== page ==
We investigated if associations between retrotransposable elements and gene families are common events in the Bgh genome. We searched for cases where the most frequent repetitive element found in Bgh genome (EGH24) occurred close to other gene families. We did not find any case with a proportion of common or adjacent hits equivalent to that found with TE1a and AVRk1 paralogs (Table 2). To further test if other types of sequence could be associated with TE1a homologs, we examined the 1085 TE1a hits that were neither common nor adjacent to AVRk1 paralogs (Table 3) with the same procedure used for AVRk1 explained above. A total of 112 different proteins were found, of which 101 had homologs that appeared 10 times or less. The family that was most commonly found close to TE1a sequences was a reverse transcriptase (1415 hits). The other most frequent families were Gag-like or reverse transcriptases, typical of retrotransposons (Table 5). Therefore apart from the AVRk1 family, only retrotransposable elements are frequently found in the proximity of TE1a sequences.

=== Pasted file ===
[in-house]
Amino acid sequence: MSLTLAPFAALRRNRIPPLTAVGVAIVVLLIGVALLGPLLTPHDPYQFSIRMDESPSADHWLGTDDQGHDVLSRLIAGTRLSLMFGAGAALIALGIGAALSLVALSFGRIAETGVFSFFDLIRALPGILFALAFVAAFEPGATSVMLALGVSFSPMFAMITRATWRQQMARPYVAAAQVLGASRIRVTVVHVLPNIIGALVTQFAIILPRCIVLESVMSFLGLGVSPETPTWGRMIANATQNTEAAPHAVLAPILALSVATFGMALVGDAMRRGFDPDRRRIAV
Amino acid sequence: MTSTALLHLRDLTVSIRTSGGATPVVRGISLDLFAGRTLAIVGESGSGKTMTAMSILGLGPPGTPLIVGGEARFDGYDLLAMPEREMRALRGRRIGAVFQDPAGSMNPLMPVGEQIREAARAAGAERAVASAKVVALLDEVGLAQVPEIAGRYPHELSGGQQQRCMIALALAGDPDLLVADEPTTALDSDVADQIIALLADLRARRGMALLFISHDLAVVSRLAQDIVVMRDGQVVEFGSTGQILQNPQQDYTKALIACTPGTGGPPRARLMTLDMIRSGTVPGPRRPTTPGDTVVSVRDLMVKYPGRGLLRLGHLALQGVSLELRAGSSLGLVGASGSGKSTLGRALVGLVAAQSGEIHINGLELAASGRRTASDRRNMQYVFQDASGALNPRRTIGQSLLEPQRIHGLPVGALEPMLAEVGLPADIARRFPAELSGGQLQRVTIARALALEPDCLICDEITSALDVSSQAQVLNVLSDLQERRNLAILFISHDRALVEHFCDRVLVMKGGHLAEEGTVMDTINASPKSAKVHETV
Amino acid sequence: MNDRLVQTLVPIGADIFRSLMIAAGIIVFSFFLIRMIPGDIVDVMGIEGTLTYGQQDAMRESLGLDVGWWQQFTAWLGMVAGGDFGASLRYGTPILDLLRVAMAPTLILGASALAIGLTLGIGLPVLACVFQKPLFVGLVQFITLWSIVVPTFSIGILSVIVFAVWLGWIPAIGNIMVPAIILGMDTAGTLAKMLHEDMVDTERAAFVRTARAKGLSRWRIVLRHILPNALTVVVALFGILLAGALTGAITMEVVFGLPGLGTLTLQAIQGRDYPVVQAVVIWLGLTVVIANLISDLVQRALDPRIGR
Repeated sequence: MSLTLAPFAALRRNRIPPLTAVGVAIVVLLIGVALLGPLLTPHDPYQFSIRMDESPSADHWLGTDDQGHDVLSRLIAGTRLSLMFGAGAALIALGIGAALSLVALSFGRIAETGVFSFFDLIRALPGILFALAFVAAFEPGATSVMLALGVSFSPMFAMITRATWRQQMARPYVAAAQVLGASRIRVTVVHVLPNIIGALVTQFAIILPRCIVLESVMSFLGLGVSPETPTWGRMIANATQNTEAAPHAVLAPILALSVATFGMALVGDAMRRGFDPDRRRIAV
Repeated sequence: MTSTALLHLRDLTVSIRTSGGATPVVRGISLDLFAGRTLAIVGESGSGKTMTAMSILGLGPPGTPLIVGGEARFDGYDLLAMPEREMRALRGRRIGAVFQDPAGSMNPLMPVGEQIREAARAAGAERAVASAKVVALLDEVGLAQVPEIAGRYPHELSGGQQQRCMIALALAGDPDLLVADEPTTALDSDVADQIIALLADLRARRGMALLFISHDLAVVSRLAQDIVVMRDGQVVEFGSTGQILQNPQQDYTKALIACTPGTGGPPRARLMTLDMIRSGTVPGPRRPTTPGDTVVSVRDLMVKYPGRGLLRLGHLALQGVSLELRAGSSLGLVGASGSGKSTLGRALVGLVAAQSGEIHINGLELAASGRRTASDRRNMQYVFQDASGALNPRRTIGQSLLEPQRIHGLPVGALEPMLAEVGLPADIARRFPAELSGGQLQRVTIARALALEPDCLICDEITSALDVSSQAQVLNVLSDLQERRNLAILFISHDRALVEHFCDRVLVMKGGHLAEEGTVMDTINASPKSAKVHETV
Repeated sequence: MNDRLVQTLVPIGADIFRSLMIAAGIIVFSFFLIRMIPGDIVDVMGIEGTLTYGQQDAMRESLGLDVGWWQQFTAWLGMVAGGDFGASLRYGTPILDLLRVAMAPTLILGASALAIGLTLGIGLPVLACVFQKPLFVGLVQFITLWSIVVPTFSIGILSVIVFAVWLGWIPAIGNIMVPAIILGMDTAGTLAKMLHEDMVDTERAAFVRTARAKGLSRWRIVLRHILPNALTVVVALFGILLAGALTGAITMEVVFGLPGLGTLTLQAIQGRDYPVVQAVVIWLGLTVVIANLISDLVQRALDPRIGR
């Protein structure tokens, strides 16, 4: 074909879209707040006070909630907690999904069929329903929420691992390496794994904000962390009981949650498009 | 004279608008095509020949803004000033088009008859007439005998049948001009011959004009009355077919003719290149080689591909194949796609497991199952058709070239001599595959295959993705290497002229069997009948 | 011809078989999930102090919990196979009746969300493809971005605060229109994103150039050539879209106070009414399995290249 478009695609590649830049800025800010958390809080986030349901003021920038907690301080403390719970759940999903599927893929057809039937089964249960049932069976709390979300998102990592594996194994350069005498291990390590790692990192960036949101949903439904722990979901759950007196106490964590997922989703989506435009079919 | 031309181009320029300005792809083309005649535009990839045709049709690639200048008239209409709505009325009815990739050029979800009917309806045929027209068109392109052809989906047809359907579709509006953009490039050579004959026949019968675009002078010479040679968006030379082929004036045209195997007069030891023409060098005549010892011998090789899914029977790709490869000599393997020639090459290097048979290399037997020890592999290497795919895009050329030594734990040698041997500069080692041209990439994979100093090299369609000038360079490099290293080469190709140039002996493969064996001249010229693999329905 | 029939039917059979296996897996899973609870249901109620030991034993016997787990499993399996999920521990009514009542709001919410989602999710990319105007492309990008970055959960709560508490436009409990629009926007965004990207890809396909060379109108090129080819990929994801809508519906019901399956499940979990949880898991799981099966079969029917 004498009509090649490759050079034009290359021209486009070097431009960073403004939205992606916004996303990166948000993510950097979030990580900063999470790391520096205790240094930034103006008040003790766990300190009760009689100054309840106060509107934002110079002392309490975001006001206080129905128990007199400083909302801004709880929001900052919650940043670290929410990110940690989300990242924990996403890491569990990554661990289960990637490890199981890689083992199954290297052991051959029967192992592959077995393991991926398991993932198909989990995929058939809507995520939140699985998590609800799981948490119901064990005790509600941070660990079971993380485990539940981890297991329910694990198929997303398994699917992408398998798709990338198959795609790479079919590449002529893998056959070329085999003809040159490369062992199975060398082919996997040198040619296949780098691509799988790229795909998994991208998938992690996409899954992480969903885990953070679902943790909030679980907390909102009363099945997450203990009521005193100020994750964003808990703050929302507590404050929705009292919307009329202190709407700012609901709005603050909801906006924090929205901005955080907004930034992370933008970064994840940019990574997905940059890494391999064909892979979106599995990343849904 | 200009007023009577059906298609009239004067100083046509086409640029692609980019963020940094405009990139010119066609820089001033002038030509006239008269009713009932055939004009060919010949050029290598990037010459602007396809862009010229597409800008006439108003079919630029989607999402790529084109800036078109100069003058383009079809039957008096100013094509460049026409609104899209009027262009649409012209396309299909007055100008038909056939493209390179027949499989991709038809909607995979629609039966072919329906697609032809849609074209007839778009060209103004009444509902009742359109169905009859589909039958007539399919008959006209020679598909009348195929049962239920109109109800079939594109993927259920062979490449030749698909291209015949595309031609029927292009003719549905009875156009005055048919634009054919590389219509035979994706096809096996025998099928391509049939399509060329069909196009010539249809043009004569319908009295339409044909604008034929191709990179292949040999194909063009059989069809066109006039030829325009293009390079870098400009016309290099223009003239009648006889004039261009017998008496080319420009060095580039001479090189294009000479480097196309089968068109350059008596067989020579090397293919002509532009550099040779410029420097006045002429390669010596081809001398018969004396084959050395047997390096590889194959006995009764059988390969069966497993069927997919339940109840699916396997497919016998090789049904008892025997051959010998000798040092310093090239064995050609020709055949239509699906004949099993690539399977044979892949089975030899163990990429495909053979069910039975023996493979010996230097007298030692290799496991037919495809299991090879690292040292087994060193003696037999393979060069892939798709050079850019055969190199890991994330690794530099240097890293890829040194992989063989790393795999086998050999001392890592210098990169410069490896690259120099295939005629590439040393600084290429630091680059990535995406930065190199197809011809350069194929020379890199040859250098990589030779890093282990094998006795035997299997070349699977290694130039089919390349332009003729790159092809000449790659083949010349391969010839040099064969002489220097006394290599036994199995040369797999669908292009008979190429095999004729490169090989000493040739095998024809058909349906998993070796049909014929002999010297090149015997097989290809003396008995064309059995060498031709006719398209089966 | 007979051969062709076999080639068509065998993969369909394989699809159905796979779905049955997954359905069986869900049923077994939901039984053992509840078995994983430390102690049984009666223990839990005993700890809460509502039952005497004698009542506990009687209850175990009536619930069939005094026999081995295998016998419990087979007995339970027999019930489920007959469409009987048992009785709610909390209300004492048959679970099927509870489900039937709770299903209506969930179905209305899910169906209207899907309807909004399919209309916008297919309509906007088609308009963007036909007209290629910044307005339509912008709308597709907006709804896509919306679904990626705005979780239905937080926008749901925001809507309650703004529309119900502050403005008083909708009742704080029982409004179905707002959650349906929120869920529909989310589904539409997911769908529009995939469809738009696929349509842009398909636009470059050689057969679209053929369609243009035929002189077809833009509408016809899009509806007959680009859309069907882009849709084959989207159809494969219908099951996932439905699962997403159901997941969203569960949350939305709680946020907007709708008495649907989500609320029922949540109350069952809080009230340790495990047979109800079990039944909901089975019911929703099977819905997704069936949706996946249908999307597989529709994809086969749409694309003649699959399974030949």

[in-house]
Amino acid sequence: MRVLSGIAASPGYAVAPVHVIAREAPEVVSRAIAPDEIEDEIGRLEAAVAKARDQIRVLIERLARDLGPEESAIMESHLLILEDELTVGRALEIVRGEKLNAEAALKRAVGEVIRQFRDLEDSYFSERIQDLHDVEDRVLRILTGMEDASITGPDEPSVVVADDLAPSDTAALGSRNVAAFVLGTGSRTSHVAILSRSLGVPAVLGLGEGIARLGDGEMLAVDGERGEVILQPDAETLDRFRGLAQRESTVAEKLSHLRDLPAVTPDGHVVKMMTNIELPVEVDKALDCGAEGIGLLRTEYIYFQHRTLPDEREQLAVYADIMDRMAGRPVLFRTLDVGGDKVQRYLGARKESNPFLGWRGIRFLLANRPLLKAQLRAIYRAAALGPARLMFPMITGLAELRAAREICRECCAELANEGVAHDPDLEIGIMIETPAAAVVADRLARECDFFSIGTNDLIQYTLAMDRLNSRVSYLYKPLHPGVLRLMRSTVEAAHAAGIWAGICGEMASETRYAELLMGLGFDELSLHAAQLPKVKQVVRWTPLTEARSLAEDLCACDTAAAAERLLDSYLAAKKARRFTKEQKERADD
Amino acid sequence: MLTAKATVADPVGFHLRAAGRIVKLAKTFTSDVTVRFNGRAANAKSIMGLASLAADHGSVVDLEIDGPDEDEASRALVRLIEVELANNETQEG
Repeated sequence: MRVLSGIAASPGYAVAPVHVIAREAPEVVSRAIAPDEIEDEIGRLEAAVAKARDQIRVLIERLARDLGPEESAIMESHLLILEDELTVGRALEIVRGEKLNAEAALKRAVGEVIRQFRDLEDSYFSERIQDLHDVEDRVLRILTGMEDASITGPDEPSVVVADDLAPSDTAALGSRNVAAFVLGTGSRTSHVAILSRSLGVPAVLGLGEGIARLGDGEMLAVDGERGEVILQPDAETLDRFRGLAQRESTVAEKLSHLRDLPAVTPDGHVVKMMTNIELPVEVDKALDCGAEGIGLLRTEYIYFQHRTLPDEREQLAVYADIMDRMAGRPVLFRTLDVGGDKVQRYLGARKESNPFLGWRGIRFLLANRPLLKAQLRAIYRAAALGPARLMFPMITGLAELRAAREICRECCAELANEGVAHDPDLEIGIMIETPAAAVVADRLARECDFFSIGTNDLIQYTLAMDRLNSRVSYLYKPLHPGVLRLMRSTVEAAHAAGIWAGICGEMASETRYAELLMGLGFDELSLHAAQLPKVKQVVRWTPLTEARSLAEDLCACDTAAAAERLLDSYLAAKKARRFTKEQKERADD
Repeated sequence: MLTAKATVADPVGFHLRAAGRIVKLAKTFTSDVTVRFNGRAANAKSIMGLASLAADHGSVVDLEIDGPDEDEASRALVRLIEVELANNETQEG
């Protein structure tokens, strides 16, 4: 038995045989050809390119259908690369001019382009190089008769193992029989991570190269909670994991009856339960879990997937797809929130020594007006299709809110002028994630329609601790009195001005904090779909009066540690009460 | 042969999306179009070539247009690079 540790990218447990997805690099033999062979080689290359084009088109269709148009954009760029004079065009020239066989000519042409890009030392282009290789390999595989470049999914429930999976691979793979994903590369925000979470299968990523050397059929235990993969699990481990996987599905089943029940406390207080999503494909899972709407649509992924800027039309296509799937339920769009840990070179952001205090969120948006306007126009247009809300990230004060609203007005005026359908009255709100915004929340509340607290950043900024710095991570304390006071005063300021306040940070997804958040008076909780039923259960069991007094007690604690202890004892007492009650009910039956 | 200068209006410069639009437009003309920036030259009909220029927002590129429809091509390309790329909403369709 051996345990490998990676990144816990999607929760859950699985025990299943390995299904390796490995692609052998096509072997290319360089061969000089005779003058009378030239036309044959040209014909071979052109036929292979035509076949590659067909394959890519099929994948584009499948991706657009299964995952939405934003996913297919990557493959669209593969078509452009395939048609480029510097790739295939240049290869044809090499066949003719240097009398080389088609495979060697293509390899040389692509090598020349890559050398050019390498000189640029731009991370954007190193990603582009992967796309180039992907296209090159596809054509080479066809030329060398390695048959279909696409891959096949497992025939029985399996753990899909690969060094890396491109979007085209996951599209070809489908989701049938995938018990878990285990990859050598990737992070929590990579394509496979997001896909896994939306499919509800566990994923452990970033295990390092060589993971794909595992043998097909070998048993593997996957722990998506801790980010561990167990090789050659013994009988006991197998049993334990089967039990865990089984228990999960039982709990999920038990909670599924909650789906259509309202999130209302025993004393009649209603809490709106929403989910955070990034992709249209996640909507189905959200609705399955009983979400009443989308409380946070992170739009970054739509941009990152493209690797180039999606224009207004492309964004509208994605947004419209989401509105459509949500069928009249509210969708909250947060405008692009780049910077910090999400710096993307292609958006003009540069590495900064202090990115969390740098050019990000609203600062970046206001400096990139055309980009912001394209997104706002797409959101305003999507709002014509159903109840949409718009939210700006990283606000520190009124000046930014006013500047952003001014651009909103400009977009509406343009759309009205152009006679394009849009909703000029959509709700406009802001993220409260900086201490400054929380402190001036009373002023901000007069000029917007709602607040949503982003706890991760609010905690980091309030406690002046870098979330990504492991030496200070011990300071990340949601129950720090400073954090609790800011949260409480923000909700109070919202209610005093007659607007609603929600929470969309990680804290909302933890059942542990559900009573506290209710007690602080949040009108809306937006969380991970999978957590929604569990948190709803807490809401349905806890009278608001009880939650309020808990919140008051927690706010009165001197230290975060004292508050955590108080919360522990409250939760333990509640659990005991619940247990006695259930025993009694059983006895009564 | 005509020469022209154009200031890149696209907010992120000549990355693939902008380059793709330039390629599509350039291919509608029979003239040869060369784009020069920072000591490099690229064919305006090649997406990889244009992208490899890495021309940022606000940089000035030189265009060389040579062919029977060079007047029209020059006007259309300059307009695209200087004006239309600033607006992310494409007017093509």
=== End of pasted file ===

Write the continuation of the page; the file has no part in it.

AVRk1 paralogs have coevolved with TE1a retrotransposons
The strong linkage between AVRk1 paralogs and the retroelement TE1a suggests a benefit to this association and, as a consequence, coevolution of the two genetic structures in the genome of Bgh. If two associated lineages coevolve, each lineage is expected to track the other over evolutionary time, which will be reflected in congruence between their phylogenies. Congruence between phylogenies of organisms is commonly ascribed to cospeciation in host-parasite systems , whereas incongruence is generally explained by events such as duplications, host-switch and parasite extinction. The equivalent processes for this genome analysis can be interpreted as codivergence instead of cospeciation, gene transfer within the genome instead of host-switch and gene loss instead of parasite extinction .